Italy’s public debt, decomposed

Why is Italy’s debt so high?

Is it because the Italian government was fiscally irresponsible, spending too much and taxing too litte? Or is it because investors demand such high interest rates on Italian government bonds? Or is it a consequence of Italy’s dismal economic performance in recent years?

To answer this question, we can take a simple decomposition of the debt-to-GDP ratio. First, remember the government budget constraint:  \displaystyle dB = G - T + rB. 

where B is public debt, G is spending, T is revenue and r is the interest rate. Second, take the time derivative of the debt-to-GDP ratio  \displaystyle d\left(\frac{B}{Y}\right) = \frac{dB}{Y} - \frac{B}{Y}\frac{dY}{Y}. 

Combine the two equations and denote the GDP growth rate dY/Y by g:  \displaystyle d\left(\frac{B}{Y}\right) = \frac{G-T}{Y} + (r-g)\frac{B}{Y}.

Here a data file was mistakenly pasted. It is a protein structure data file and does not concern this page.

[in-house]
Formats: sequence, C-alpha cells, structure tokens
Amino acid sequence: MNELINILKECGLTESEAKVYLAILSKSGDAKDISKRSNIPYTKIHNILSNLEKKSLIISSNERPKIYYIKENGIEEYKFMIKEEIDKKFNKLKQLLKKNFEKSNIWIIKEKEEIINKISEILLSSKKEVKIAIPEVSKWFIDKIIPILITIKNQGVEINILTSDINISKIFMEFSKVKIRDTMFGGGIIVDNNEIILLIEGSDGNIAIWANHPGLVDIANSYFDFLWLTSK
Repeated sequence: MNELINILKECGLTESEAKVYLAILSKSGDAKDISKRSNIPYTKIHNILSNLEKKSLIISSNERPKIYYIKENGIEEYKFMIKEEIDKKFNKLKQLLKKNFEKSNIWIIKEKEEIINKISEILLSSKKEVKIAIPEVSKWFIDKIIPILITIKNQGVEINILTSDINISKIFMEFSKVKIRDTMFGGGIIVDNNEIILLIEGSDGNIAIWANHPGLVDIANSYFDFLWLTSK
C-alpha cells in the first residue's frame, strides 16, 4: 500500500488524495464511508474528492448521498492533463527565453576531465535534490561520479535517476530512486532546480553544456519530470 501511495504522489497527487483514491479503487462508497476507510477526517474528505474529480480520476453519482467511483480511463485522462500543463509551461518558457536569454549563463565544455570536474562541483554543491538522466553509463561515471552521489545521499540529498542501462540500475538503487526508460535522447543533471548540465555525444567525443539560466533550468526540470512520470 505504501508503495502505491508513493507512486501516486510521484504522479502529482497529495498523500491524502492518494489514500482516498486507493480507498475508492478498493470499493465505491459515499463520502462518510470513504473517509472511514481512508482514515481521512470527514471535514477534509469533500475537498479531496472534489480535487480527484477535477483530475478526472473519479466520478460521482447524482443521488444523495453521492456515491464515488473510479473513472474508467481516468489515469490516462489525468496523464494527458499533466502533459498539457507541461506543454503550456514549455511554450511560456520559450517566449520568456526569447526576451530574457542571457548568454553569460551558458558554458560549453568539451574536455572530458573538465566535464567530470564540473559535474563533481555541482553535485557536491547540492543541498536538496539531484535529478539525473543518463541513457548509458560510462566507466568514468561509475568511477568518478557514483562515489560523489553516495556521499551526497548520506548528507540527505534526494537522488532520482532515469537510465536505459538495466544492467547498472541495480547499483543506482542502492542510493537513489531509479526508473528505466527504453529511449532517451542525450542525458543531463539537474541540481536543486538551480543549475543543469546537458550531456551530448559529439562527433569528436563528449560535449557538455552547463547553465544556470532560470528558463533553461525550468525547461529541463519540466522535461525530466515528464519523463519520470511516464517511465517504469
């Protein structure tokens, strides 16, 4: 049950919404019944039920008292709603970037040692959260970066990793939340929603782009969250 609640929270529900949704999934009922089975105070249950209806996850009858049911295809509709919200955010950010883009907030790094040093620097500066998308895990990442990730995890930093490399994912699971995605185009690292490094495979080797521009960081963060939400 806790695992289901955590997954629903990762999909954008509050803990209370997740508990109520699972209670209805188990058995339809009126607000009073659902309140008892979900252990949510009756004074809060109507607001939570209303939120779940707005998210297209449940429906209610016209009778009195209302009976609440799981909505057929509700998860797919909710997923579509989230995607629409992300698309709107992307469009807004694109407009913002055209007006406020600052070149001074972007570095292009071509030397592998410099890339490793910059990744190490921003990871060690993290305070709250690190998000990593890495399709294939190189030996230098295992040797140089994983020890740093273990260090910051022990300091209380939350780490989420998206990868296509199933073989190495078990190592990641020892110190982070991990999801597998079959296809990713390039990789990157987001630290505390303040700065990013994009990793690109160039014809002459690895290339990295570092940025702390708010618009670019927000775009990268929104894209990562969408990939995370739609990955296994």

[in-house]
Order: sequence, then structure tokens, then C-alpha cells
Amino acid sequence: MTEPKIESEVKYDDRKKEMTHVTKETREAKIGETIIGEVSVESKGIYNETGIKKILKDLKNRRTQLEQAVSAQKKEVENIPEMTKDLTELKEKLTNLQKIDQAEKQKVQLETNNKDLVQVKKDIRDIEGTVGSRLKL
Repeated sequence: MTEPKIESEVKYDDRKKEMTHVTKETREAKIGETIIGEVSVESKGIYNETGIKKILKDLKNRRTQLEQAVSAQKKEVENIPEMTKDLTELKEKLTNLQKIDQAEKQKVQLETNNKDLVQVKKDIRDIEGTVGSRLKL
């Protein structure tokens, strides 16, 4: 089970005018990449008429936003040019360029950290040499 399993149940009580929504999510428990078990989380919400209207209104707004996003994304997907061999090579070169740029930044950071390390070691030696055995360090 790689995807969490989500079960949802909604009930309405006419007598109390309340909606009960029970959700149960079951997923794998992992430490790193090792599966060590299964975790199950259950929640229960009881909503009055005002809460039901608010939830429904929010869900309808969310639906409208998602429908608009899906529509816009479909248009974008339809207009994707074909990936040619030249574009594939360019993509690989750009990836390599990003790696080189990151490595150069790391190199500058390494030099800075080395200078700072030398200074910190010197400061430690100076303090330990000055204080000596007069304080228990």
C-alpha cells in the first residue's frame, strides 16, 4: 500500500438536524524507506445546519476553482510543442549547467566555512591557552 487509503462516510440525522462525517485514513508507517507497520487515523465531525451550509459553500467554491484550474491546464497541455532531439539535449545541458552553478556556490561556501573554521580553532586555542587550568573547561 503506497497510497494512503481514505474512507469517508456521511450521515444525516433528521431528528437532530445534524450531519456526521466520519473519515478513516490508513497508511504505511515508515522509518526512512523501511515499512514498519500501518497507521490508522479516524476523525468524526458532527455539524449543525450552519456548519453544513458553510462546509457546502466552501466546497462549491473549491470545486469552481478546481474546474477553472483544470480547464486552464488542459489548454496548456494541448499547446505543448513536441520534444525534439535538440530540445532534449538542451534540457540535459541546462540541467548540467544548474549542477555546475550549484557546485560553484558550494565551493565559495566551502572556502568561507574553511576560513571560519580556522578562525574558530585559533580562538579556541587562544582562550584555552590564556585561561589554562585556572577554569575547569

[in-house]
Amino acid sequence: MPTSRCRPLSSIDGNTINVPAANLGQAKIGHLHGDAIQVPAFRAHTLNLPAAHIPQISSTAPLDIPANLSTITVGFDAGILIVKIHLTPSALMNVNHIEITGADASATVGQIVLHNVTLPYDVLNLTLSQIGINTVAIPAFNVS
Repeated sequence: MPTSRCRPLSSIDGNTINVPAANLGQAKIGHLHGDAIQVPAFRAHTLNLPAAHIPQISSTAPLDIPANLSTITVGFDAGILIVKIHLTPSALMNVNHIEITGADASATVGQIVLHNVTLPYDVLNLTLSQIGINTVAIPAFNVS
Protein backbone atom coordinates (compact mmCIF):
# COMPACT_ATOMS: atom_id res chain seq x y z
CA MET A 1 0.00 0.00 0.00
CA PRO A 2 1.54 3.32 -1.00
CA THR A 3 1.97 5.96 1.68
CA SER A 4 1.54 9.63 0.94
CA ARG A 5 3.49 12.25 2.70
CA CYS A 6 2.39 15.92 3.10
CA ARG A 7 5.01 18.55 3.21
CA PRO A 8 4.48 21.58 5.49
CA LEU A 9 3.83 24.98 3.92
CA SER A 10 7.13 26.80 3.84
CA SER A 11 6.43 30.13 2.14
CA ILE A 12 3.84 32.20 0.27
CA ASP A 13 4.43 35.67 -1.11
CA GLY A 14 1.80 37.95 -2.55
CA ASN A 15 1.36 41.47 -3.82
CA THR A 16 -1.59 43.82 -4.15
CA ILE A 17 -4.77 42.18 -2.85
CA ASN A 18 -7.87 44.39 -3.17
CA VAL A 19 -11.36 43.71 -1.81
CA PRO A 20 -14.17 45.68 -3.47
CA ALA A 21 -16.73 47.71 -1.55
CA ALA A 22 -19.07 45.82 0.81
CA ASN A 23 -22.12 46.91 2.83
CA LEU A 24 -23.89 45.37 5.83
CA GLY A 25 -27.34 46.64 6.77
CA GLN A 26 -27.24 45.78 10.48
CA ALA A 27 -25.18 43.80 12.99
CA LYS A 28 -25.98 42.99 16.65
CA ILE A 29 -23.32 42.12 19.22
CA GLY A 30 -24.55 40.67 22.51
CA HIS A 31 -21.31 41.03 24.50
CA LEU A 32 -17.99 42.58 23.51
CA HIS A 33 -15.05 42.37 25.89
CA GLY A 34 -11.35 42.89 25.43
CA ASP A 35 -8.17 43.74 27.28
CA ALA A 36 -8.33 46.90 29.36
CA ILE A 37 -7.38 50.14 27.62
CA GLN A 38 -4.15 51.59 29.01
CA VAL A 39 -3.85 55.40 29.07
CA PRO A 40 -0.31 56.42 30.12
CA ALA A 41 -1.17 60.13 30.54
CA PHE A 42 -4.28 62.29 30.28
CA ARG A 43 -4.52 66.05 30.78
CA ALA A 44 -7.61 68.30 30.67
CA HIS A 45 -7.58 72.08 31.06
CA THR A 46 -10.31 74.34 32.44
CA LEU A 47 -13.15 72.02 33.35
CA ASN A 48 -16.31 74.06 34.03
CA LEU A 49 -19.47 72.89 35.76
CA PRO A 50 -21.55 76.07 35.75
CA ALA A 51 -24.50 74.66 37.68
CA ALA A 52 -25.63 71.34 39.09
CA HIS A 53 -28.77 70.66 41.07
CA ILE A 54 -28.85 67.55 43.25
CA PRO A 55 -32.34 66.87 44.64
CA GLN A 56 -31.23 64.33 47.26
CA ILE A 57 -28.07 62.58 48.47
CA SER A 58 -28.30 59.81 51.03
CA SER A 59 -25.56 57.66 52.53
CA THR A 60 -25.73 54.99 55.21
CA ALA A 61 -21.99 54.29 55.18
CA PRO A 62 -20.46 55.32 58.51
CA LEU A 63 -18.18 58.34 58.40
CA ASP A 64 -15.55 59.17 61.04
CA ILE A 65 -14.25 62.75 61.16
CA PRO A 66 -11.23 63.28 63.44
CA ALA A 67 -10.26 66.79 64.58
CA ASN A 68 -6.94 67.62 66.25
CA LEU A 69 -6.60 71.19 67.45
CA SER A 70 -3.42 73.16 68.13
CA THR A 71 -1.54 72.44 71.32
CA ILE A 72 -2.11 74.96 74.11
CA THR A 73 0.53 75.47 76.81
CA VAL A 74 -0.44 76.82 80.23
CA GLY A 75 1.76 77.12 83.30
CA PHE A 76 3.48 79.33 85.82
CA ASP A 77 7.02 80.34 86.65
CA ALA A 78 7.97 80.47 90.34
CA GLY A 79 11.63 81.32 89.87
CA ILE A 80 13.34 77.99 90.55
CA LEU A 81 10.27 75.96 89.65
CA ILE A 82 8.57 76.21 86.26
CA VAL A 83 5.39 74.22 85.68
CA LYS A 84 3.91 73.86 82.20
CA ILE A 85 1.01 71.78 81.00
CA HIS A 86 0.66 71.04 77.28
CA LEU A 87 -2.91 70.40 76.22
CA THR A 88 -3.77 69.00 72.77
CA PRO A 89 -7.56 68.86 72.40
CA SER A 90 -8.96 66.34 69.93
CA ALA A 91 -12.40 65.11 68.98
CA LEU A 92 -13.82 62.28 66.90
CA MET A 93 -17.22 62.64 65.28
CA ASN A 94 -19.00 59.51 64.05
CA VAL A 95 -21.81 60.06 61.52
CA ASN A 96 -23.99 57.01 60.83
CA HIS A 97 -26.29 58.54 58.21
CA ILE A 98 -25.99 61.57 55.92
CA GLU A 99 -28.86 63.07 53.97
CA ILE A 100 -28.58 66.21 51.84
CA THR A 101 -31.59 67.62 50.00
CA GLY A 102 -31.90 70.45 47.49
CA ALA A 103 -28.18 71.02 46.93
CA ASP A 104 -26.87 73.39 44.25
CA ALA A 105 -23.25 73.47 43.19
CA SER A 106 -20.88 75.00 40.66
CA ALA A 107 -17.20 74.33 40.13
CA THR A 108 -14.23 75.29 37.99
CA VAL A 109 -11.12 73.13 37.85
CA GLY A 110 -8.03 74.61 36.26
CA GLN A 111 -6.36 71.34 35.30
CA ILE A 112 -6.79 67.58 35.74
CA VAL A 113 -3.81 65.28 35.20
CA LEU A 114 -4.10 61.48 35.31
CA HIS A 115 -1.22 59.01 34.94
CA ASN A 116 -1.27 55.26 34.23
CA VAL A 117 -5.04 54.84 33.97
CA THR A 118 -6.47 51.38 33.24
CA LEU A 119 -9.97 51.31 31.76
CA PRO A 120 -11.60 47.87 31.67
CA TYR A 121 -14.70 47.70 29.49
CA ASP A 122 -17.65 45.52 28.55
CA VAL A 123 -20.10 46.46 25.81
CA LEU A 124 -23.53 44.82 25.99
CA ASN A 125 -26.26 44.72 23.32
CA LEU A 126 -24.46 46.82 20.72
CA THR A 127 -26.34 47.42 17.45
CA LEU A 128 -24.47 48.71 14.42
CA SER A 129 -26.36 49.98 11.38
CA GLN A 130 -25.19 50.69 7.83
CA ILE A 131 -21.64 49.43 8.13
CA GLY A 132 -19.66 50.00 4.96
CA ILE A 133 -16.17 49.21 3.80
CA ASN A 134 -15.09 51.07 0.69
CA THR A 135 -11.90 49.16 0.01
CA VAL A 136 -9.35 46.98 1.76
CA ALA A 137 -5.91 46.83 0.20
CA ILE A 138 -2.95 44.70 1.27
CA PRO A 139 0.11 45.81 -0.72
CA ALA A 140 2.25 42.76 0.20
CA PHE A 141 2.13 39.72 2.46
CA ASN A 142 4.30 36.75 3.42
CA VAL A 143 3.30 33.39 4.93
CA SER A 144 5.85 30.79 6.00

This equation allows us to decompose the total change in the debt-to-GDP ratio into a primary deficit component, an interest component and a growth component. The graph below shows this composition for Italy during the pre-crisis period (2000-2008) and the post-crisis period (2009-now).


In the years between the introduction of the euro and the financial crisis, Italy’s debt ratio decreased slightly by about 2 percent of GDP. During the years after the crisis, it increased by almost 30 percent of GDP.

What changed? As you can see by looking at the yellow and blue areas in the graph, it wasn’t interest payments or the primary surplus. Interest payments were around 5 percent of GDP both before and after the crisis and the Italian actually ran a primary surplus in both periods. What changed was the green area: the recent rise in the debt ratio is almost entirely due to Italy’s shrinking economy.



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